Category: universities

To rediscover their public value universities can learn from the free culture movement

The culture of acceleration and quantification that arguably defines contemporary academic research is closely related to the information society in which we live and the technologies that support it. In this post Dafne Calvo, argues that the democratic decentralised principles of the free culture movement provide a blueprint for how academics and academic institutions might … Continued

Book Review: Competitive Accountability in Academic Life: The Struggle for Social Impact and Public Legitimacy by Richard Watermeyer

In Competitive Accountability in Academic Life: The Struggle for Social Impact and Public Legitimacy, Richard Watermeyer critically explores the increasing quantification of academic life and the rise of the marketised competitive university. This book particularly succeeds in not only exploring the futility and counterproductiveness of quantified academic performance metrics, but also revealing how complicity among some academics allows … Continued

What we talk about when we talk about universities, a review essay

The history of universities, including in the UK, is always also the history of the political community; their future, equally, dependent on the future of the community as a whole. In this review essay, Jana Bacevic examines two recent books that offer a good illustration of this point, Who Are Universities For? by Tom Sperlinger, Josie McLellan and Richard Pettigrew and British Universities in the … Continued

Managing secrets in higher education

In this re-post, Morten Hansen uses secrecy as a prism to deconstruct dynamics and processes in higher education. The reflections spring from various research projects on topics ranging from the Freedom of Information Act 2000, public-private partnerships, and new education markets. The post begins with experiences that Morten has had interviewing senior decision makers in the higher education sector as part of […]

Book Review: Higher Education and Social Inequalities: University Admissions, Experiences and Outcomes edited by Richard Waller, Nicola Ingram and Michael R.M. Ward

In Higher Education and Social Inequalities, Richard Waller, Nicola Ingram and Michael R.M. Ward bring together contributors to explore and evidence how university admissions, experiences and outcomes are influenced by wider inequalities within society. This collection adds to the contemporary re-emergence of class analysis within the sociology of education and will contribute to debates surrounding the future of higher education in the UK, writes Ross Goldstone. This […]

Book Review: The Good University: What Universities Actually Do and Why It’s Time for Radical Change by Raewyn Connell

In The Good University: What Universities Actually Do and Why It’s Time for Radical Change, Raewyn Connell provides a powerful and expansive critique of the current state of higher education at a variety of different geographical scales. While this lucid and important book makes clear that the global state of higher education is at a crossroads, its optimism should make it a deserved […]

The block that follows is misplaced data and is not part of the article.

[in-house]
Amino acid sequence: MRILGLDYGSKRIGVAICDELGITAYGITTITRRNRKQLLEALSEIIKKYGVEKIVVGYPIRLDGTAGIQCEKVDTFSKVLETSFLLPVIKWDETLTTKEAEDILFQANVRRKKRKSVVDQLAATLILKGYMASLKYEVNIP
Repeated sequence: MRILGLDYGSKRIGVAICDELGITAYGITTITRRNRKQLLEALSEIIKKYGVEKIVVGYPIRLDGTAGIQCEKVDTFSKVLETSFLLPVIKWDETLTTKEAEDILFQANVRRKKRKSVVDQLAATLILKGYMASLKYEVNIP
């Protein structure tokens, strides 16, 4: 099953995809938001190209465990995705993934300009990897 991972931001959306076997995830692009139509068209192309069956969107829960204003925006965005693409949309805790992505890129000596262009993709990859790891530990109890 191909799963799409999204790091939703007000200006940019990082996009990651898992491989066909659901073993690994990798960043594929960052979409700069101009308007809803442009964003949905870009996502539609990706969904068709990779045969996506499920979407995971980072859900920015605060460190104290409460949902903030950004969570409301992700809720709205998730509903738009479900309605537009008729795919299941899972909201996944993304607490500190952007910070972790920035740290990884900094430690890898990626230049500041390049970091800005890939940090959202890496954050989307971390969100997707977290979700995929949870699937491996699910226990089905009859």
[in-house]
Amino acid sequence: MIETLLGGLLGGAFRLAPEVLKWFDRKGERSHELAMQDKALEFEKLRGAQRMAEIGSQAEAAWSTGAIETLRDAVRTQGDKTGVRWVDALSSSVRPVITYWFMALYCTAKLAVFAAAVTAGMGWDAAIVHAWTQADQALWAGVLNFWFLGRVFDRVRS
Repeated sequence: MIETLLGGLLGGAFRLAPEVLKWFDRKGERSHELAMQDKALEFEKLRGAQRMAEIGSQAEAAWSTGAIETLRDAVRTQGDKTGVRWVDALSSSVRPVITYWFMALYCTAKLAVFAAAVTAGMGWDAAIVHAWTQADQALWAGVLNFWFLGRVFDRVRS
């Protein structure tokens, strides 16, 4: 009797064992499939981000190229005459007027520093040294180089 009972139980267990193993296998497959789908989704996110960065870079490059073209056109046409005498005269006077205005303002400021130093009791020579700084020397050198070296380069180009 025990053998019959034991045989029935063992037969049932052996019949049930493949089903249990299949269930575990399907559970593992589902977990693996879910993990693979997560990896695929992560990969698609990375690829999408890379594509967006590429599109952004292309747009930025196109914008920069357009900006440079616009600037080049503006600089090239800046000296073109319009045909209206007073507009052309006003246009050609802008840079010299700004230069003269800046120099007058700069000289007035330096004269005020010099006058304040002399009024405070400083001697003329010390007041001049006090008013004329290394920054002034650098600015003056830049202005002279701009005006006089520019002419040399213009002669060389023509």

Book Review: Refugees in Higher Education: Debate, Discourse and Practice by Jacqueline Stevenson and Sally Baker

20 June is World Refugee Day. In their new book Refugees in Higher Education: Debate, Discourse and Practice, Jacqueline Stevenson and Sally Baker offer a comprehensive discussion of the policies and practices that seek to ensure refugee students access to higher education, focusing on the UK and Australia. This book challenges the context of global efforts to widen participation in higher education systems for students […]

Do the best academics fly more?

Academic flying is often justified on the basis that international conferences and travel are important to the production of new knowledge. As such, travel brings researchers into contact with new ideas, allows them to share and refine their own ideas and therefore improves the quality of their research. However, in this post Seth Wynes argues that beyond a certain level […]

Book Review: The Privileged Poor: How Elite Colleges Are Failing Disadvantaged Students by Anthony Abraham Jack

In The Privileged Poor: How Elite Colleges Are Failing Disadvantaged Students, Anthony Abraham Jack seeks to better comprehend the unnoticed heterogeneous experiences of first-generation, low-income students navigating campus life at elite universities in the United States. This is a significant contribution to debates on class and mobility, writes Malik Fercovic, that compels us to think carefully about the responsibilities of elite […]

In a globalised and networked world, what is the unique value a university can bring? Introducing Open Knowledge Institutions

Digital ubiquity has disrupted the traditional university model. The internet has shifted the balance of a tension between control and disorder in knowledge production, with many of the opportunities the web brings leading directly to many of the challenges we now need to address. Lucy Montgomery and Cameron Neylon advocate for the idea of universities as Open Knowledge Institutions, which […]